Elizabeth Partridge set herself up with a monumentally difficult task when she decided to write an authoritative juvenile biography of the great Woody Guthrie. How to write a story about a man that was simultaneously brilliant and woebegotten? Who spoke out for racial equality, strength among the masses, and freedom while also leaving every family who ever loved him? Partridge has done as good a job as could be done, considering her circumstances. The result is a meticulously researched labor of love that is just as much tribute as it is tell-all. As Pete Seeger himself has said about the work, "The best book about Woody ever written".
Woody Guthrie was born in 1912 in Okemah, Oklahoma to a mother with Huntington's Disease and a father who joined lynch mobs and Klu Klux Klans. Talking about this point in Woody's life, Partridge simultaneously displays all the harsh horrible things Woody had to deal with growing up without actually condemning anyone. In fact, the portions of the text that talk about Charley Guthrie (Woody's father) joining in the persecution of African-Americans aren't related with any commentary at all. It's as if Partridge is working on the assumption that the readers will be able to process these facts and come to their own conclusions, rather than have interpretations rammed down their throat. It is also the first moment the author gives the audience the benefit of the doubt. It is not the last.
Moving on through Woody's life, we see him grow up, loose his parents (one way or another), and join various bands. We also see him beginning to travel all across the country on his own. At last, Woody marries and it becomes clear that he is not exactly prime husband material. Abandoning his wife regularly to travel (sometimes when she's just about to give birth), Woody joins various causes around the country. When Woody and his wife finally break up, her narrative abruptly ends. Patridge has a habit of following the people in Woody's life meticulously right up until the moment Woody breaks off all contact with them. Then, their story ends immediately. We never really learn how Woody's father ended his life. Or what became of Woody's children by his first wife (though an afterword in the back of the text explaining Huntington's Disease explains that all but three of his children died either of the disease or of car accidents). Do we criticize Partridge for her choice or narratives? Or do we accept that she really couldn't continually follow Woody's friends and relatives because of space and narrative issues? I'm inclined towards the latter, though it would have been nice to see a little afterword that explains what became of everyone.
Moving towards Woody's second wife, the war, and his battle with Huntington's, Partridge nicely melds text with social commentary. Woody's acceptance of all people, regardless of color, is especially well done. As he sinks further into Huntington's, and has an affair with a pretty young folk singer, the reader sees how Woody finally loses control. A little more information about the talented Arlo Guthrie (his son) would not be out of place at this point, but this is Woody's story, I suppose. Finally, we read Woody's death. The story ends.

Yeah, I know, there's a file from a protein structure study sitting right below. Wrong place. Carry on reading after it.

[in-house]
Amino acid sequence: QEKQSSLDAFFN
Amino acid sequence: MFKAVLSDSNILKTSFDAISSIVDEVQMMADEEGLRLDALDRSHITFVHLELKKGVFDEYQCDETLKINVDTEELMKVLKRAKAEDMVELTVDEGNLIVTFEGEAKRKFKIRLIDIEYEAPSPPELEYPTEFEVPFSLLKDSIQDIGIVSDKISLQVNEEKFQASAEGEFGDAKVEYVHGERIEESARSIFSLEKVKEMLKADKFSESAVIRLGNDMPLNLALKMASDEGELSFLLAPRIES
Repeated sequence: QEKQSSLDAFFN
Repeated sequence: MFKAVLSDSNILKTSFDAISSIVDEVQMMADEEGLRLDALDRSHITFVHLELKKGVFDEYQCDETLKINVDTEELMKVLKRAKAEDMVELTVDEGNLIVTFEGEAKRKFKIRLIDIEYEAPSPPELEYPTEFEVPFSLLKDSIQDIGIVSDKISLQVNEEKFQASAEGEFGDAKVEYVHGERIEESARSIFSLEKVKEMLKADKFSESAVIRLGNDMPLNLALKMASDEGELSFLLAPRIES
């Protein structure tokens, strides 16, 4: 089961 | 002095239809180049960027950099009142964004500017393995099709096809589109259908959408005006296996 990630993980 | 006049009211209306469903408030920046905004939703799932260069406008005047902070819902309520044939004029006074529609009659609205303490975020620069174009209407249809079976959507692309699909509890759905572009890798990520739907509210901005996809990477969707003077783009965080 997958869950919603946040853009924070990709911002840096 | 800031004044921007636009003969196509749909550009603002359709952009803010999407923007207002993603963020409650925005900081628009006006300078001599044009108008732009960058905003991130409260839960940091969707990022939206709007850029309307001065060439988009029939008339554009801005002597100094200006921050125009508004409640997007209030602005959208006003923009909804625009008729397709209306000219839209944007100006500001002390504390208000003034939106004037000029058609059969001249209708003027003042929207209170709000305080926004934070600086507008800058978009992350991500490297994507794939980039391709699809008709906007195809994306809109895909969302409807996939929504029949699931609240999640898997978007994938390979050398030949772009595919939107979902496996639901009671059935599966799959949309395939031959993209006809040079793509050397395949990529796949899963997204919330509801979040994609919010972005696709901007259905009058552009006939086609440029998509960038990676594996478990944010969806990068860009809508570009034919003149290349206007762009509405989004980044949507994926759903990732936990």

Partridge is to be commended for how interesting this book is. As I read it, my husband continually asked me why this was considered a juvenile book. Apart from being published by a press for young readers, I have to assume it's considered a youth text because its so doggone interesting. The words are a little larger than you'd find in an adult biography. The pictures a little more interesting and consistent. On the whole it's a great read. Most wonderful of all is how well the book has been researched. Partridge includes an Afterword about her own personal connection to the subject, a tribute to the Woody Guthrie Foundation, information on Huntington's Disease, Acknowledgements (in which she mentions her interviews with Arlo Guthrie and Pete Seegar), Source Notes, a Bibliography, an Index, Picture Credits, and Permissions. She is nothing if not extensive.
"This Land Was Made For You and Me" is not the world's most definitive biography written with youth in mind, but it comes pretty darn close. But don't limit it to the kids. Read it yourself. Learn a little more about what made the great man tick. Though it's over-quoted, here's what Woody himself had to say about his music:
"I hate a song that makes you think that you're not any good. I hate a song that makes you think you are just born to lose. I am out to fight those kind of songs to my very last breath of air and my last drop of blood".